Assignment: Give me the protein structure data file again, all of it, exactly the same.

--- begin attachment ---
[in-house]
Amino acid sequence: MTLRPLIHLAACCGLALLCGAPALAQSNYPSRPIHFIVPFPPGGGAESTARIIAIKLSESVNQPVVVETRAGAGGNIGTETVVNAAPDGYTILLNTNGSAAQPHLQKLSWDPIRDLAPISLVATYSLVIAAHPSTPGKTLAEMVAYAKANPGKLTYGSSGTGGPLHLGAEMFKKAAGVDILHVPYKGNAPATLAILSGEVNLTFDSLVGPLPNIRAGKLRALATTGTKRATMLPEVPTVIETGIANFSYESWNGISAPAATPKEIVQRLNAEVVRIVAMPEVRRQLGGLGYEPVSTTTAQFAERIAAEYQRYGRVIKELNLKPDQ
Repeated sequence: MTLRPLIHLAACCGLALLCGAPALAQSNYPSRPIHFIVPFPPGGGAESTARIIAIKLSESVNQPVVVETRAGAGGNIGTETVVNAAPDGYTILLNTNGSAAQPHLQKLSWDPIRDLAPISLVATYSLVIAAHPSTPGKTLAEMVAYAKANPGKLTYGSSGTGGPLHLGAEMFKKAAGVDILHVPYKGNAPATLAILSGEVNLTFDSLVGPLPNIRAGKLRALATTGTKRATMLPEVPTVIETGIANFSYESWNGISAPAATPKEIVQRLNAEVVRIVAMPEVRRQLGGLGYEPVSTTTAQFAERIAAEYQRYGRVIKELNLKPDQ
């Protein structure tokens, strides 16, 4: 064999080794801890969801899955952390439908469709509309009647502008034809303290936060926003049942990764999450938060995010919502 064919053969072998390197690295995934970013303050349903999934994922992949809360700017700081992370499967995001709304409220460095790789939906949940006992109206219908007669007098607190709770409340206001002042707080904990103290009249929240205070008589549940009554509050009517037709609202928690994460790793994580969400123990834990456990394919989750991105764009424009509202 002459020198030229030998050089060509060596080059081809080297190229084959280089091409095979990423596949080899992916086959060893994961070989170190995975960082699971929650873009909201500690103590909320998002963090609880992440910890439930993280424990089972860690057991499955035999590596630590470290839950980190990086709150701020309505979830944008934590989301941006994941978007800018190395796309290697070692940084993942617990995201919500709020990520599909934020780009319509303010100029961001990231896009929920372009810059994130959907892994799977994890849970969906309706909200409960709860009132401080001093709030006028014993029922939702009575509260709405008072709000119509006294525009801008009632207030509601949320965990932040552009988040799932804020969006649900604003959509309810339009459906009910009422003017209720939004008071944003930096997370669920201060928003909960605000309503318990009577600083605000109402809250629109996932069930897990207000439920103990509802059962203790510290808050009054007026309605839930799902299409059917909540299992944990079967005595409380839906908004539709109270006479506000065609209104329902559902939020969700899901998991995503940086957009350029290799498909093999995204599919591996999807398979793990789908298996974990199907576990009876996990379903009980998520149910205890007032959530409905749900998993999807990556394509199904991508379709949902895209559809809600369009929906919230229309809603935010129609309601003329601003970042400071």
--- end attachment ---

[in-house]
Amino acid sequence: MTLRPLIHLAACCGLALLCGAPALAQSNYPSRPIHFIVPFPPGGGAESTARIIAIKLSESVNQPVVVETRAGAGGNIGTETVVNAAPDGYTILLNTNGSAAQPHLQKLSWDPIRDLAPISLVATYSLVIAAHPSTPGKTLAEMVAYAKANPGKLTYGSSGTGGPLHLGAEMFKKAAGVDILHVPYKGNAPATLAILSGEVNLTFDSLVGPLPNIRAGKLRALATTGTKRATMLPEVPTVIETGIANFSYESWNGISAPAATPKEIVQRLNAEVVRIVAMPEVRRQLGGLGYEPVSTTTAQFAERIAAEYQRYGRVIKELNLKPDQ
Repeated sequence: MTLRPLIHLAACCGLALLCGAPALAQSNYPSRPIHFIVPFPPGGGAESTARIIAIKLSESVNQPVVVETRAGAGGNIGTETVVNAAPDGYTILLNTNGSAAQPHLQKLSWDPIRDLAPISLVATYSLVIAAHPSTPGKTLAEMVAYAKANPGKLTYGSSGTGGPLHLGAEMFKKAAGVDILHVPYKGNAPATLAILSGEVNLTFDSLVGPLPNIRAGKLRALATTGTKRATMLPEVPTVIETGIANFSYESWNGISAPAATPKEIVQRLNAEVVRIVAMPEVRRQLGGLGYEPVSTTTAQFAERIAAEYQRYGRVIKELNLKPDQ
């Protein structure tokens, strides 16, 4: 064999080794801890969801899955952390439908469709509309009647502008034809303290936060926003049942990764999450938060995010919502 064919053969072998390197690295995934970013303050349903999934994922992949809360700017700081992370499967995001709304409220460095790789939906949940006992109206219908007669007098607190709770409340206001002042707080904990103290009249929240205070008589549940009554509050009517037709609202928690994460790793994580969400123990834990456990394919989750991105764009424009509202 002459020198030229030998050089060509060596080059081809080297190229084959280089091409095979990423596949080899992916086959060893994961070989170190995975960082699971929650873009909201500690103590909320998002963090609880992440910890439930993280424990089972860690057991499955035999590596630590470290839950980190990086709150701020309505979830944008934590989301941006994941978007800018190395796309290697070692940084993942617990995201919500709020990520599909934020780009319509303010100029961001990231896009929920372009810059994130959907892994799977994890849970969906309706909200409960709860009132401080001093709030006028014993029922939702009575509260709405008072709000119509006294525009801008009632207030509601949320965990932040552009988040799932804020969006649900604003959509309810339009459906009910009422003017209720939004008071944003930096997370669920201060928003909960605000309503318990009577600083605000109402809250629109996932069930897990207000439920103990509802059962203790510290808050009054007026309605839930799902299409059917909540299992944990079967005595409380839906908004539709109270006479506000065609209104329902559902939020969700899901998991995503940086957009350029290799498909093999995204599919591996999807398979793990789908298996974990199907576990009876996990379903009980998520149910205890007032959530409905749900998993999807990556394509199904991508379709949902895209559809809600369009929906919230229309809603935010129609309601003329601003970042400071």